Exam Date Time Place Midterm Exam 1 January 28th 6 - 8 PM Cook Auditorium Midterm Exam 2 February 18th 7 - 9 PM Cook Auditorium Final Exam March 14th 1 - 3 PM Filene Auditorium

### Class Participation

Class participation is an essential part of the course; mathematics is not a spectator sport. For this course, class participation consists of class attendance, reading assignments, quizzes, and homework problems.

You are expected to attend every class. You have invested a large sum of money for the opportunity to come to class and I will invest a large amount of time in preparing for class; I do not want any of us wasting the investments we have made.

Quizzes will be administered at the end of class on Monday covering material presented in class the previous week. They will consist of a couple of questions and should only take 10 - 15 minutes to complete. If you do the homework for the lectures given the previous week (including Friday's homework), then you should do fine on the quizzes.

Homework problems will be assigned daily and collected the following class period. Homework will be turned in and picked up from the boxes outside of Cook Auditorium. Late homework will not be accepted and a grade of 0 will be assigned (of course, exceptions can be made for emergencies such as illness, death, natural disasters...). The solutions you present must be coherent and written in complete sentences whenever possible. Simply stating answers or turning in garbled, unclear solutions will result in a grade of 0. For further details consult the Homework Schedule.

### Tutorials

There is tutorial assistance available for Math 8. The tutor is Nathan Ryan and the tutorials take place on Sunday, Tuesday, and Thursday evenings from 7:00 - 8:30 PM in 105 Bradley Hall.

Also, consider visiting the course Chat Page. This is probably a very good venue for those late night questions, especially those that arise the night before the exams...

### Calculators and Computers

Although these are wonderful tools, proficiency in their use is no replacement for genuine understanding of the concepts of calculus. You will not be allowed to use these tools during quizzes and exams; these will be written so that you can do the problems without them. You are also encouraged to be careful in how you choose to use these tools in doing your homework. The homework problems are intended to increase your understanding of the material and judicious use of these tools may be appropriate. However, while doing your homework, you should also attempt to simulate to some extent the quiz/exam environment which will determine the bulk of your grade.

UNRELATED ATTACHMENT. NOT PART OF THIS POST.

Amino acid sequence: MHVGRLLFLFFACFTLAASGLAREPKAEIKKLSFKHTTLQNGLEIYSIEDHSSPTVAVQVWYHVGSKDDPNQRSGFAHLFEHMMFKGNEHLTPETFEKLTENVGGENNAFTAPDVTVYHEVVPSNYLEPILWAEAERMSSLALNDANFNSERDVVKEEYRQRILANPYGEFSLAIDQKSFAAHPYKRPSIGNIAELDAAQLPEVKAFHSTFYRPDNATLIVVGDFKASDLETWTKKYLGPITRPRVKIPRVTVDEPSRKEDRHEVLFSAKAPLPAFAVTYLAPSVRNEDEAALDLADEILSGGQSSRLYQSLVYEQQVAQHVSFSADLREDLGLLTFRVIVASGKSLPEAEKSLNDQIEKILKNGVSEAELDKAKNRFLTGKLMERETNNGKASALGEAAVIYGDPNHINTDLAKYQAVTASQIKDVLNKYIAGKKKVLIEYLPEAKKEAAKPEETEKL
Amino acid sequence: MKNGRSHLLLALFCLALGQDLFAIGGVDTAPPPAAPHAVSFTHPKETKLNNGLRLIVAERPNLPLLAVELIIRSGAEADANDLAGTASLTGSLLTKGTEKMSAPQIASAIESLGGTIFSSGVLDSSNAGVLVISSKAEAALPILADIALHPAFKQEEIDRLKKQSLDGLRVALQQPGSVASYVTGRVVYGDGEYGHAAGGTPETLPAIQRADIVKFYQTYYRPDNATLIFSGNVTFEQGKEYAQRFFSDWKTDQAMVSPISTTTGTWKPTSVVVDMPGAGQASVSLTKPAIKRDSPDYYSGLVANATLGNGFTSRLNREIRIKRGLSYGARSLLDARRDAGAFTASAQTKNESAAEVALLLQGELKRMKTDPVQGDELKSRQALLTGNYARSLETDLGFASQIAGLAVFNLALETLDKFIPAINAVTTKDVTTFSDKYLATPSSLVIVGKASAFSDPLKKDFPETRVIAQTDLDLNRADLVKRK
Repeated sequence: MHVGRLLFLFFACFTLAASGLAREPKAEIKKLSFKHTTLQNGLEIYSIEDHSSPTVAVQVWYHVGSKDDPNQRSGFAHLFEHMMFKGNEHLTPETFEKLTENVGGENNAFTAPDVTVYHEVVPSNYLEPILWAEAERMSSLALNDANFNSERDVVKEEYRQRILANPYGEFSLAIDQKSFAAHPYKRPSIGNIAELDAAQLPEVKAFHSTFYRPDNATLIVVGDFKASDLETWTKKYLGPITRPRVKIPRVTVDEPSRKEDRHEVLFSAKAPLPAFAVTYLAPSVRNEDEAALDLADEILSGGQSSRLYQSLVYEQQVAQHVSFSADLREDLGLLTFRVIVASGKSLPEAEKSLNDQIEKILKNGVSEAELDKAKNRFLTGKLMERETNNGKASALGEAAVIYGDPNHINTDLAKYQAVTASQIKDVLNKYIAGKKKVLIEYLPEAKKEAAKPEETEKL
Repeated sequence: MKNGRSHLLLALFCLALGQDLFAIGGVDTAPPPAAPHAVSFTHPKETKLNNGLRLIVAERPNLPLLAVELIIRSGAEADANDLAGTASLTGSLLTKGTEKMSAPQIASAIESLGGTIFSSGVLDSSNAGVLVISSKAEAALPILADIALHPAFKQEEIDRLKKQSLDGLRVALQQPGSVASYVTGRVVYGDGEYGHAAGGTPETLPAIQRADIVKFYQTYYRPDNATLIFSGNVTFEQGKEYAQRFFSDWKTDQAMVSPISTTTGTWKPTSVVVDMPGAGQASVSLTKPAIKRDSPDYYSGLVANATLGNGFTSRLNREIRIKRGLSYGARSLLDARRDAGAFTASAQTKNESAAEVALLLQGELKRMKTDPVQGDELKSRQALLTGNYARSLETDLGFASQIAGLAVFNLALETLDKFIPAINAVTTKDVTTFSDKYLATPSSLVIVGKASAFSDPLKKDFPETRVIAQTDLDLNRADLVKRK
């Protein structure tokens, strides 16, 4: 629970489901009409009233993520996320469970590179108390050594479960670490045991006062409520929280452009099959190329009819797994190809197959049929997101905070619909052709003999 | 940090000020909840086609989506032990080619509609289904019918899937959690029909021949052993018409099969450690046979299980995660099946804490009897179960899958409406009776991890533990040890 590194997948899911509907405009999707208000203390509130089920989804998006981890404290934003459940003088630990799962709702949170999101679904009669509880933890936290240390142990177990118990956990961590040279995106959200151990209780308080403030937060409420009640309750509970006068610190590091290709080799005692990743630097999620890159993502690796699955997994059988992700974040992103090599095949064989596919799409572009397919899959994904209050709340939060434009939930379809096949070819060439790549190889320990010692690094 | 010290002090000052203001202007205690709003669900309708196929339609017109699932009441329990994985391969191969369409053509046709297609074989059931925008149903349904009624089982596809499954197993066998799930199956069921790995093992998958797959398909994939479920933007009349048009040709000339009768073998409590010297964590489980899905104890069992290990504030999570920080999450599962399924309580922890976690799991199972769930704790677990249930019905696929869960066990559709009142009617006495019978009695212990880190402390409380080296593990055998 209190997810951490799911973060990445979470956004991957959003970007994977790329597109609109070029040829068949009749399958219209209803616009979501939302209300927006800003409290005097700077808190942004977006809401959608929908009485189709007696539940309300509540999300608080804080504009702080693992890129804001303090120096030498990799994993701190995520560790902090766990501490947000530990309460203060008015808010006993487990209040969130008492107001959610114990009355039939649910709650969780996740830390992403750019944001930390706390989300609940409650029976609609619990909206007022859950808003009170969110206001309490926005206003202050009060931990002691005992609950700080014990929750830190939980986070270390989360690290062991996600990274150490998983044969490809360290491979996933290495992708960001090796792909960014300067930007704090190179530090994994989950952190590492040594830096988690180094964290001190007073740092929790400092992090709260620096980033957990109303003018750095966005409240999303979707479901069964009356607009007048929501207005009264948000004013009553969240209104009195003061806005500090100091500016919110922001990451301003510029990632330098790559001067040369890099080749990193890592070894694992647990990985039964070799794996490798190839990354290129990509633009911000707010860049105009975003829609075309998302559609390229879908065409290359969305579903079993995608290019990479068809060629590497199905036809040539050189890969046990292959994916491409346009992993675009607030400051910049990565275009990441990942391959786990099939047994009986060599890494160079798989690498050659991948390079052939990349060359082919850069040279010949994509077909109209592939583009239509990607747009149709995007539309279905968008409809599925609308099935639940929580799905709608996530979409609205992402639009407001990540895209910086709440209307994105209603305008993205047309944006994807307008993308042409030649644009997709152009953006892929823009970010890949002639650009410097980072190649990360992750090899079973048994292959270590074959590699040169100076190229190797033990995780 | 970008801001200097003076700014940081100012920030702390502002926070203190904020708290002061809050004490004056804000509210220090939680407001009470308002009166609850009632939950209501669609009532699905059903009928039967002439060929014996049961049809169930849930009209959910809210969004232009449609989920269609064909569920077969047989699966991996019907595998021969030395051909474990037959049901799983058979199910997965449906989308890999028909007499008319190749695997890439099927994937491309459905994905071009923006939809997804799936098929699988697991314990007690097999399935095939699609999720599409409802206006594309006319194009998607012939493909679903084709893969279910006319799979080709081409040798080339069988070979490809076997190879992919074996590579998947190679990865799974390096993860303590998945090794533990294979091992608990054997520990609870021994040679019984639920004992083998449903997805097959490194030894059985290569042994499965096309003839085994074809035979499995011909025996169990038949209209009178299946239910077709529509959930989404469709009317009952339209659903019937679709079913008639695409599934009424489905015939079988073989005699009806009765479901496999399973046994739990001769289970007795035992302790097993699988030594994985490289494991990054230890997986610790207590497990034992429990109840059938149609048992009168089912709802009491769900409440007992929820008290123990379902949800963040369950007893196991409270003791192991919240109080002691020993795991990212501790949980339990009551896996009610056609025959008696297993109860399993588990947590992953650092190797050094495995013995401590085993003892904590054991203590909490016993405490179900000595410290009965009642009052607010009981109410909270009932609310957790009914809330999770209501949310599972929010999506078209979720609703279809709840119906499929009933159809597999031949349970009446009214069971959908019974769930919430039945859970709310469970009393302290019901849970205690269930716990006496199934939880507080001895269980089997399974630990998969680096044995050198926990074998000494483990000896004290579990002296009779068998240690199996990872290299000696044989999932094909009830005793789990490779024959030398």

During class, I will use Maple (a computer algebra system) to illustrate various ideas. If you are interested, you can obtain a copy of Maple from the Public server; basic instructions for downloading and using Maple can be found at:

I will post the files I use in class with the homework problems. You might find it beneficial to look at the files when reviewing your notes. Sometimes it's interesting to see what happens when you make small changes in commands.

### Honor Principle

Work on all quizzes and exams should be strictly your own.

Collaboration on homework is encouraged (and expected); although, you should first spend some time in individual concentration to gain the full benefit of the homework. On the other hand, copying is discouraged. You should not be leaving a study group (or a tutorial) with your homework ready to be turned in; write up your solution sets by yourself.

### Disabilities

I encourage students with disabilities, including but not limited to disabilities like chronic diseases, learning disabilities, and psychiatric disabilities, and students dealing with other exceptional circumstances to come see me after class or during office hours so that we can make appropriate accommodations. Also, you should stop by the Academic Skills Center in Collis Center to register for support services.

### Calculus on the Web

Better than a textbook: Interactive Real Analysis!
Check out some cool Calculus Graphics.
Can't figure out that nasty integral?
You can find most math stuff in one of Dave's Math Tables.